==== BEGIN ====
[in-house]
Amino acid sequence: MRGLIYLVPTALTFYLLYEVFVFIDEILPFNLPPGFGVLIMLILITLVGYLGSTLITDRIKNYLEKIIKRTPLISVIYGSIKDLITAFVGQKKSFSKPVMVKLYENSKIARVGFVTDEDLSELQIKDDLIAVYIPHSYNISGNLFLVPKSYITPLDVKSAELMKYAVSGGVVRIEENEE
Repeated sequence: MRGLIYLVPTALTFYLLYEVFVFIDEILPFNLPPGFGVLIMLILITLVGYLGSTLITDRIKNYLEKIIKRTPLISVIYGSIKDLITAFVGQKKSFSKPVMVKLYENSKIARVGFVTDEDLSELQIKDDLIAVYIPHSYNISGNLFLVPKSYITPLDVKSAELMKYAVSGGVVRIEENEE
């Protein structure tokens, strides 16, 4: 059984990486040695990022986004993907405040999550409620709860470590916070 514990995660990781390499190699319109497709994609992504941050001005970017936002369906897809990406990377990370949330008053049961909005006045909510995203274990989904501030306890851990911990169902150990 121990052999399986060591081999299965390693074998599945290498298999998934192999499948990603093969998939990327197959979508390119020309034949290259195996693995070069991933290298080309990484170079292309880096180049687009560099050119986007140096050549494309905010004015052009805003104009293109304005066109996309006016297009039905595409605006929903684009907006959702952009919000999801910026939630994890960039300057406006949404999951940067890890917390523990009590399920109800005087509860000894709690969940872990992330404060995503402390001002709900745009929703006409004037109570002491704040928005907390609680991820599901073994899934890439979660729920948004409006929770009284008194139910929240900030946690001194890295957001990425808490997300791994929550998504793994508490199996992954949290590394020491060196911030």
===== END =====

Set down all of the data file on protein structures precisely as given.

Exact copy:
[in-house]
Amino acid sequence: MRGLIYLVPTALTFYLLYEVFVFIDEILPFNLPPGFGVLIMLILITLVGYLGSTLITDRIKNYLEKIIKRTPLISVIYGSIKDLITAFVGQKKSFSKPVMVKLYENSKIARVGFVTDEDLSELQIKDDLIAVYIPHSYNISGNLFLVPKSYITPLDVKSAELMKYAVSGGVVRIEENEE
Repeated sequence: MRGLIYLVPTALTFYLLYEVFVFIDEILPFNLPPGFGVLIMLILITLVGYLGSTLITDRIKNYLEKIIKRTPLISVIYGSIKDLITAFVGQKKSFSKPVMVKLYENSKIARVGFVTDEDLSELQIKDDLIAVYIPHSYNISGNLFLVPKSYITPLDVKSAELMKYAVSGGVVRIEENEE
């Protein structure tokens, strides 16, 4: 059984990486040695990022986004993907405040999550409620709860470590916070 514990995660990781390499190699319109497709994609992504941050001005970017936002369906897809990406990377990370949330008053049961909005006045909510995203274990989904501030306890851990911990169902150990 121990052999399986060591081999299965390693074998599945290498298999998934192999499948990603093969998939990327197959979508390119020309034949290259195996693995070069991933290298080309990484170079292309880096180049687009560099050119986007140096050549494309905010004015052009805003104009293109304005066109996309006016297009039905595409605006929903684009907006959702952009919000999801910026939630994890960039300057406006949404999951940067890890917390523990009590399920109800005087509860000894709690969940872990992330404060995503402390001002709900745009929703006409004037109570002491704040928005907390609680991820599901073994899934890439979660729920948004409006929770009284008194139910929240900030946690001194890295957001990425808490997300791994929550998504793994508490199996992954949290590394020491060196911030």